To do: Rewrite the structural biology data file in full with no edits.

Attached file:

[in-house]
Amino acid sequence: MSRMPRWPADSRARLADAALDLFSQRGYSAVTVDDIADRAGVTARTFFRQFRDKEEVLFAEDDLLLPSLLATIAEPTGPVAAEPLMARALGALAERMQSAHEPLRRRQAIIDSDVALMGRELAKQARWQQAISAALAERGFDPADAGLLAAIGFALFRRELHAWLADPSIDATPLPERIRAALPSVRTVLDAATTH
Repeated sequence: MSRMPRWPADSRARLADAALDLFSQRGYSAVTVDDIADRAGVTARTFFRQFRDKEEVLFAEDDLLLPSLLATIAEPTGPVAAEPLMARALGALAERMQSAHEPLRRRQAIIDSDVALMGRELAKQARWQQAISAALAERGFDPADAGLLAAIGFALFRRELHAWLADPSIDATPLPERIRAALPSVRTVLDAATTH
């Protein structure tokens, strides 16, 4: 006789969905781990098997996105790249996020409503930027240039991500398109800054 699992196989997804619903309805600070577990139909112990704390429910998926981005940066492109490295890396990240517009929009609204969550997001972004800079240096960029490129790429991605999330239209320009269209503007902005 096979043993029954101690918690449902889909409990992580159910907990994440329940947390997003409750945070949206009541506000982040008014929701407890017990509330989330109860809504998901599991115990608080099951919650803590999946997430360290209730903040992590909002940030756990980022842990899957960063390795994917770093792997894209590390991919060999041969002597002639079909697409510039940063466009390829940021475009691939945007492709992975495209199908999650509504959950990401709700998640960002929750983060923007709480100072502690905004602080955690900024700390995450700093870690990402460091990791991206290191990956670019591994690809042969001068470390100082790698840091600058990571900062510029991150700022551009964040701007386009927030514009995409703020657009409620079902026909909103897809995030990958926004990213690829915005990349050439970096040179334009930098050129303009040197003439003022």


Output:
[in-house]
Amino acid sequence: MSRMPRWPADSRARLADAALDLFSQRGYSAVTVDDIADRAGVTARTFFRQFRDKEEVLFAEDDLLLPSLLATIAEPTGPVAAEPLMARALGALAERMQSAHEPLRRRQAIIDSDVALMGRELAKQARWQQAISAALAERGFDPADAGLLAAIGFALFRRELHAWLADPSIDATPLPERIRAALPSVRTVLDAATTH
Repeated sequence: MSRMPRWPADSRARLADAALDLFSQRGYSAVTVDDIADRAGVTARTFFRQFRDKEEVLFAEDDLLLPSLLATIAEPTGPVAAEPLMARALGALAERMQSAHEPLRRRQAIIDSDVALMGRELAKQARWQQAISAALAERGFDPADAGLLAAIGFALFRRELHAWLADPSIDATPLPERIRAALPSVRTVLDAATTH
């Protein structure tokens, strides 16, 4: 006789969905781990098997996105790249996020409503930027240039991500398109800054 699992196989997804619903309805600070577990139909112990704390429910998926981005940066492109490295890396990240517009929009609204969550997001972004800079240096960029490129790429991605999330239209320009269209503007902005 096979043993029954101690918690449902889909409990992580159910907990994440329940947390997003409750945070949206009541506000982040008014929701407890017990509330989330109860809504998901599991115990608080099951919650803590999946997430360290209730903040992590909002940030756990980022842990899957960063390795994917770093792997894209590390991919060999041969002597002639079909697409510039940063466009390829940021475009691939945007492709992975495209199908999650509504959950990401709700998640960002929750983060923007709480100072502690905004602080955690900024700390995450700093870690990402460091990791991206290191990956670019591994690809042969001068470390100082790698840091600058990571900062510029991150700022551009964040701007386009927030514009995409703020657009409620079902026909909103897809995030990958926004990213690829915005990349050439970096040179334009930098050129303009040197003439003022």